“Explanation.—For the purposes of this sub-section, it is hereby clarified that notwithstanding anything contained in any other law for the time being in force, a license, permit, registration, quota, concession, clearances or a similar grant or right given by the Central Government, State Government, local authority, sectoral regulator or any other authority constituted under any other law for the time being in force, shall not be suspended or terminated on the grounds of insolvency, subject to the condition that there is no default in payment of current dues arising for the use or continuation of the license, permit, registration, quota, concession, clearances or a similar grant or right during the moratorium period;”.
The explanation mentioned above aimed to counterbalance an anomaly that developed due to the enforcement of Section 14(1) (d) of IBC. In its pre-amendment form, the proprietary right of an owner/landlord/third party was taken away for no fault without exercising due process of law. The explanation was added that without payment of current dues arising for the use or continuation of a license, permit, registration, quota, concession, clearances, or a similar grant or right during the moratorium period shall not be suspended or terminated on the grounds of insolvency. The vacuum so filled by the insertion of the explanation above further gave hope to the owner/landlord that its current dues arising for the use or continuation of license shall be paid. Moreover, Section 14 of the Insolvency Bankruptcy Code, 2016, read with Regulations 31 (b) of IBBI (Insolvency Resolution Process for Corporate Persons) Regulations, 2016, envisaged payment of lease rentals/amounts due to a person whose rights are prejudicially affected on account of the moratorium imposed under section 14(1) (d) as Insolvency Resolution Process Costs (CIRP Costs), which reads as under;
“31. Insolvency Resolution Process Costs
“Insolvency resolution process costs” under section 5(13(e) shall mean-
(b) Amounts due to a person whose rights are prejudicially affected on account of the moratorium imposed under section 14(1)(d);…….”
The landlord/lessor, for the most part, had a remedy that its claim against using its premises during CIRP shall qualify as CIRP Cost and shall be paid in priority by the Successful Resolution Applicant. Therefore, the Resolution Plan was thought to be of great significance for the landlords/owners whose lease rentals payable during CIRP were required to be paid in priority and entirety under the plan.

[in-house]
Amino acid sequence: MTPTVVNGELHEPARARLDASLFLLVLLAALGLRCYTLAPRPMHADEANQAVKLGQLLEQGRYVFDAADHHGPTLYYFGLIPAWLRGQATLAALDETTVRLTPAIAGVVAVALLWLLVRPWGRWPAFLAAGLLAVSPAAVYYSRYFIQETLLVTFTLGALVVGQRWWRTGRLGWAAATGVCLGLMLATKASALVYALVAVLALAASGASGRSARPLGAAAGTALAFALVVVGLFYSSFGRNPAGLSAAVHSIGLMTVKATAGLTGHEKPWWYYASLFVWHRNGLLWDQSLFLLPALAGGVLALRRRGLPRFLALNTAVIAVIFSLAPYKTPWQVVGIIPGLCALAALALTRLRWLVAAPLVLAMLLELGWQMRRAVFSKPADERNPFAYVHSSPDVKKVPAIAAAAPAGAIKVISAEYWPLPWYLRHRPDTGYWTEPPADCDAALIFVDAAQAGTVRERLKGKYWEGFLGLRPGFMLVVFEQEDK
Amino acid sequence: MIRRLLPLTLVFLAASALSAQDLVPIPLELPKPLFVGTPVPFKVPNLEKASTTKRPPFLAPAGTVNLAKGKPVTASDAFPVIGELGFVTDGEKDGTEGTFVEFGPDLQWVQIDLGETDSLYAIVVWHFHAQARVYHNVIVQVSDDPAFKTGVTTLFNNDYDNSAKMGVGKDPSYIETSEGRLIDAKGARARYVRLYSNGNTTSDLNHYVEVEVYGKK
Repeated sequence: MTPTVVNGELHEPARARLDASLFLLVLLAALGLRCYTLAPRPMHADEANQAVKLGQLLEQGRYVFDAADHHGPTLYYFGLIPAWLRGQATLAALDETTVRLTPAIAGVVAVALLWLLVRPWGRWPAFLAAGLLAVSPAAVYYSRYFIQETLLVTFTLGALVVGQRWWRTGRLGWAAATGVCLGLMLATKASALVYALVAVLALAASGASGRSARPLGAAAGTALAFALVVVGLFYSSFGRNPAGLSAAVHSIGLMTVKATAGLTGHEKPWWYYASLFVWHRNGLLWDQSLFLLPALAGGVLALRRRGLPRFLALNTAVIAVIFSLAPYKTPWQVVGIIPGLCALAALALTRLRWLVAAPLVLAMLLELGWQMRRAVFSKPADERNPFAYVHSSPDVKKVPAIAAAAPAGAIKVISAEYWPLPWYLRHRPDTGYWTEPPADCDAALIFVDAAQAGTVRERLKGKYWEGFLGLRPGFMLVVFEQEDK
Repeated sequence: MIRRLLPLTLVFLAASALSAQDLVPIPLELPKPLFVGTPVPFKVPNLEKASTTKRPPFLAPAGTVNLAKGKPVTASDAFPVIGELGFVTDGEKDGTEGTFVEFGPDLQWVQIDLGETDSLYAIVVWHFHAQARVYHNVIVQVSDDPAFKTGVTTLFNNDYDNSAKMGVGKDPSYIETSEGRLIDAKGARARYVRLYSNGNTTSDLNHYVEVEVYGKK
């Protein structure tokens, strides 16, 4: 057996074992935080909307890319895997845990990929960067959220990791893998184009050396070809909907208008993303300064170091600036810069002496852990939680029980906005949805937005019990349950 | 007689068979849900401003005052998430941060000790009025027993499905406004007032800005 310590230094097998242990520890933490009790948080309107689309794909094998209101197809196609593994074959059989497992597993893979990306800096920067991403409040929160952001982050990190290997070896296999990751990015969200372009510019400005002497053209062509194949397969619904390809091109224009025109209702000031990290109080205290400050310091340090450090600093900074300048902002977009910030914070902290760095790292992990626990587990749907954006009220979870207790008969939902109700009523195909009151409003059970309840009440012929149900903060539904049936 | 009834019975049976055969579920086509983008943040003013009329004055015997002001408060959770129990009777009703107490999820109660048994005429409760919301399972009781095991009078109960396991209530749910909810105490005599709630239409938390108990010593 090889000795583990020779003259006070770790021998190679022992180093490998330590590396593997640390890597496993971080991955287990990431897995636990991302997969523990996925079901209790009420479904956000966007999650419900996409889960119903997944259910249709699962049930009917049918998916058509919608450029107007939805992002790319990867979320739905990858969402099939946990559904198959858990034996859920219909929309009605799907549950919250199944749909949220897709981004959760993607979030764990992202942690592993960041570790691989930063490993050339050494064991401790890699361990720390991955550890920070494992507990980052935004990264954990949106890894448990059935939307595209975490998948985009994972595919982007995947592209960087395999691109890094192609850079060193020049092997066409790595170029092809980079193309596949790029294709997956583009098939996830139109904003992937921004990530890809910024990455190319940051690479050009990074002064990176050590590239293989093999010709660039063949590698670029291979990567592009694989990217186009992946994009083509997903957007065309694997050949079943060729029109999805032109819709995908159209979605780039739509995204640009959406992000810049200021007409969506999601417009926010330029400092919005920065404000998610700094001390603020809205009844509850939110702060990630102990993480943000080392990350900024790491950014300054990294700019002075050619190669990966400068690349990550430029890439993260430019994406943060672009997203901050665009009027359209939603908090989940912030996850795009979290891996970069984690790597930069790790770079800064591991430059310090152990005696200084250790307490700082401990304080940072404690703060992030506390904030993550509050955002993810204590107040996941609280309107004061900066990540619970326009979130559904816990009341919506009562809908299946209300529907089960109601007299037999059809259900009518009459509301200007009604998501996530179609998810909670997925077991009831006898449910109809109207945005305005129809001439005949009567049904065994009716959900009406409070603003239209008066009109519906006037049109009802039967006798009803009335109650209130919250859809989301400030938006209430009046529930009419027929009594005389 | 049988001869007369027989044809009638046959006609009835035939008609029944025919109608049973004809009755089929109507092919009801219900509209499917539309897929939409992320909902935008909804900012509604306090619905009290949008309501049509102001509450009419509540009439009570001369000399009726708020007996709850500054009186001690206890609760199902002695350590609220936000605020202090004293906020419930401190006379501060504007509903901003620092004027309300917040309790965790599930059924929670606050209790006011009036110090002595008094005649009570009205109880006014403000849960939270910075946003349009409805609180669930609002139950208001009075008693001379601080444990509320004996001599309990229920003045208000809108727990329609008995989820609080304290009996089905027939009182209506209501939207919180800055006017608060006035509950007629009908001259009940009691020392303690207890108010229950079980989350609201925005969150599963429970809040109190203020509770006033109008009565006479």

C. Post Approval of Resolution Plan
However, the approval of the resolution plan has posed challenges for the landlords/owners. It is relevant to note that as the owners of the lease-hold property, the Landlord has no direct participation and say in the CIRP. The landlords/owners in the background are kept in the dark and proceed based on the Resolution Professional’s assurances. The Resolution Professional is the sole master of determining CIRP costs, and his decision-making is, as such, not amenable to challenge by landlords/owners. The position of landlords/owners has further suffered a setback in light of the decision passed by the Hon’ble NCLAT regarding Mack Star Marketing Private Limited V. Ashish Chawchharia, Company Appeal (AT) (Insolvency) No. 389 of 2021 & I.A. No. 850 of 2022. The said Hon’ble NCLAT, in the said judgment, while recognizing the right of owners to get the amount of lease rentals for the usage of premises during CIRP, rejected the claim of the Appellant on account of the same not being a part of the Resolution Plan. The Hon’ble NCLAT has proceeded on the basis that a successful Resolution Applicant cannot be subsequently burdened with additional claims.
In the future, it is evident that the plight of landlords/owners is far from being appropriately dealt with in cases of companies under IBC. The provisions of IBC are indeed driven to ensure rehabilitation and revival of companies in financial distress. For such resolutions, power is solely vested with a particular class of creditors, i.e., “Financial Creditor”. An independent professional, i.e., Resolution Professional, is helping the process. In the said background, the provisions of IBC must be read and interpreted harmoniously to meet the requirement of “balancing the interests of all stakeholders”. Landlords/owners, stakeholders in insolvency resolution, accordingly be heard, and their lease rentals pre and during CIRP be paid according to the law. Such an interpretation is in line with the fundamental law of our land in as much as no proprietary right of a party/person cannot be taken away without following the process of law.
Ms. Varsha Banerjee
Partner, Dhir & Dhir Associates
Ms. Smriti Dua
Senior Associate, Dhir & Dhir Associates